Each time Abbas considered sacking Fayyad, US and EU government officials stepped in to warn that such a move would seriously affect foreign aid to the Palestinian Authority. President Barack Obama and Secretary of State John Kerry, who made separate visits to Ramallah recently, also found themselves devoting much of their time trying to persuade Abbas to keep Fayyad in his position. But US and EU efforts to keep Fayyad in power seem to have been counterproductive. Read more ..
The Cyber Edge
|Tomer Nuri||April 10th 2013|
American Center for Democracy
In our private lives we can’t always effectively prepare for any emergency or threat scenario, we can try and prepare for a specific and collective threat or to invest in expensive cover plans that may quiet our anxiety, however the real important aspects of our private lives are irreplaceable and we can’t prepare for every possible scenario. In contrast, in the business world we are often required to put aside feelings and other considerations and rationalistically deal with major and complex threats that can escalate to a clear violation of our organization business and operational continuity. While every Business Continuity Plan (BCP) is unique to each organization and reflects the operational and commercial profile of the organization and the variables unique to him, still there are common guidelines for all Programs and Plans. Read more ..
Islam on Edge
|Khaled Abu Toameh||April 10th 2013|
The Gatestone Institute
While jihadis in Syria are importing girls from Tunisia to satisfy their sexual needs, their colleagues in Libya are kidnapping and raping women. Last week, the father of two British women of Pakistani origin said that his daughters were gang raped in front of him by Muslim fundamentalists in Libya's eastern city of Benghazi. The father, Awadh al-Barassai, said on his Facebook page that the women were part of a humanitarian convoy that was heading to the Gaza Strip. As of now, families of "pro-Palestinian" activists will have to think ten times before sending their daughters on humanitarian aid convoys. He said that the women were raped in front of him after being kidnapped by Muslim extremists. He condemned the crime as a "horrible act." Read more ..
Turkey's Domestic Edge
|Soner Cagaptay||April 9th 2013|
The Washington Institute
Despite Ankara's sharp turn away from Bashar al-Assad over the course of Syria's civil war, domestic complications have prevented it from taking the lead on overthrowing him. Several unique demographic, political, and historical factors are at play in Turkey's Hatay border province, increasing the risk of violent sectarian spillover from next door. Curbing this trend will require Washington to work closely with Ankara on keeping sectarian sentiment out of its Syria policy.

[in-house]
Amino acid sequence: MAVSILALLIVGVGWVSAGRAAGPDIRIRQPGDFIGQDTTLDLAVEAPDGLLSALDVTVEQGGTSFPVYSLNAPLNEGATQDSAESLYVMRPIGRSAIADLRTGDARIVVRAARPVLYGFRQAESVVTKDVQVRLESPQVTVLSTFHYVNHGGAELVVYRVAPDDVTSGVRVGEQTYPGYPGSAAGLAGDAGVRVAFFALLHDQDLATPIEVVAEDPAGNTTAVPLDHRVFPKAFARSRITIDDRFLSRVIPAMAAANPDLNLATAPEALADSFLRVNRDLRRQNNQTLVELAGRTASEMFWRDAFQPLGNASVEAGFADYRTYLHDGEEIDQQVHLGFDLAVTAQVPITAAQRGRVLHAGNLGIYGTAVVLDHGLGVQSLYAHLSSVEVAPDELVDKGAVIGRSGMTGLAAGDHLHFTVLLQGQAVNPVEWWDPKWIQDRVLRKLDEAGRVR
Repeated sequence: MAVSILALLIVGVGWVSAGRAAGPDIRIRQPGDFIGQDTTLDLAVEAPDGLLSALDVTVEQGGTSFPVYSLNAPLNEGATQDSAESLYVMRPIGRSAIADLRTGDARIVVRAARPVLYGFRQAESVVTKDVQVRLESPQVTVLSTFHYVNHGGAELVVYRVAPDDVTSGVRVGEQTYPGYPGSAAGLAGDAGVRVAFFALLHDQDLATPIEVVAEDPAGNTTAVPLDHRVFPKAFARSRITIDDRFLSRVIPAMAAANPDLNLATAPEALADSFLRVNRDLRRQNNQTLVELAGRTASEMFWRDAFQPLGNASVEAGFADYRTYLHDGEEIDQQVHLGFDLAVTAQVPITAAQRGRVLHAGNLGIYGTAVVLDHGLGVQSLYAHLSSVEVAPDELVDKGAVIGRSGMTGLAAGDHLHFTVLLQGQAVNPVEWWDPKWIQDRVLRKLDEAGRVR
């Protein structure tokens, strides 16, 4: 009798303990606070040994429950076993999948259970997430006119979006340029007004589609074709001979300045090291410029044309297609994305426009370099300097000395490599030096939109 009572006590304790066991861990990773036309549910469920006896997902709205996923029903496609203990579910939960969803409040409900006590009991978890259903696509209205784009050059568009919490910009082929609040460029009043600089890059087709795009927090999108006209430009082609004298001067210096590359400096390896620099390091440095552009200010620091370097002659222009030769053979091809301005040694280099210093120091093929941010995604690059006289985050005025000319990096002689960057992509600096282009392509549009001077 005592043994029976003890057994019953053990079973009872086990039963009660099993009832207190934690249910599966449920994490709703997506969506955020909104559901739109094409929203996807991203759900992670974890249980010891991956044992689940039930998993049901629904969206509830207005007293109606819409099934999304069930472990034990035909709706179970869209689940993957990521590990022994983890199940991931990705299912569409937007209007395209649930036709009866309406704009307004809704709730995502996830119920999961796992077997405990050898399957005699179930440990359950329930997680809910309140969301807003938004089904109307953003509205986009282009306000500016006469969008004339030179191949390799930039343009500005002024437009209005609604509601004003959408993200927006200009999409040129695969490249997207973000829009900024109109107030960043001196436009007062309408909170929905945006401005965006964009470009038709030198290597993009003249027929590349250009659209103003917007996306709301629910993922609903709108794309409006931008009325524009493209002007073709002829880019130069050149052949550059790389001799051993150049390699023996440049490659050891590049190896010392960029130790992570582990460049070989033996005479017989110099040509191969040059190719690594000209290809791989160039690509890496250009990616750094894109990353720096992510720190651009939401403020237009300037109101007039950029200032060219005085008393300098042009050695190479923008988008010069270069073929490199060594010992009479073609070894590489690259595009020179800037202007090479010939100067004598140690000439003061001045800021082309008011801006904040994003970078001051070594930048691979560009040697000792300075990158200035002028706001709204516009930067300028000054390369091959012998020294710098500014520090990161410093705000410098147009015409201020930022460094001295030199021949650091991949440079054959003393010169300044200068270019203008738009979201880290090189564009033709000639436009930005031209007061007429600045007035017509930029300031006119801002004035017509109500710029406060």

HATAY: BETWEEN TURKEY AND SYRIA
Hatay is Turkey's southernmost province, a panhandle sandwiched between Syria and the Mediterranean Sea. It is also demographically unique, containing the country's largest proportion of Arabs (nearly a third of the province's population of 1.5 million).As the only province to join Turkey after its establishment in 1923, Hatay is politically unique as well. Read more ..
The Iranian Threat
|Patrick Clawson||April 9th 2013|
The Washington Institute
The image of Iran's economy as oil, carpets, and pistachios was always flawed, but has now become badly dated. The Islamic Republic is in the midst of a non-oil export boom -- it has the potential to remain a middle-income country even with no oil exports, and the reserves to finance the transition in the meantime. For years, Iran's leaders called for reduced reliance on oil but did little to meet that goal. Western sanctions have seemingly spurred them to action -- in his annual Nowruz address on March 21, Supreme Leader Ali Khamenei acknowledged for the first time that restrictions on the country's oil exports had made a serious impact: "The sanctions have had an effect, which is because of an essential flaw that we are suffering from. The flaw that our economy is suffering from is that it is dependent on oil." He also acknowledged that Iran's "economic weakness" had led to "harsh conditions for certain groups of people." Rather than change Iranian nuclear policy, however, he argued, "We can turn every threat into an opportunity...The sanctions caused the massive domestic capacities of the Iranian nation to become activated." Read more ..
Cyprus on Edge
|John H. Makin||April 8th 2013|
"Bailing in" implies the opposite of governments' "bailing out" careless investors or bank managers with public money. Specifically, "bailing in" substitutes appropriate losses by "at risk" investors for injections of taxpayer funds to rescue them. The recent collapse of Cypriot banks included "bail ins" for investors. But large depositors were also "bailed in", suffering the loss of at least 60 percent of their deposits. This was described as making investors pay for bad banking instead of taxpayers bailing out the banks.
But do we really want to treat bank depositors as "investors"? The Dutch finance minister, Jeroen Dijsselboem, now president of the Eurozone's foreign minister group, is a 46 year old agricultural economist who thinks that bailing in large depositors in Cypriot banks by expropriating at least 60% of their deposits was the right approach to March's Cypriot bank work out. As Mr. Dijsselboem said, "that's an approach we, now that we are out of the crisis, should consequently take." Read more ..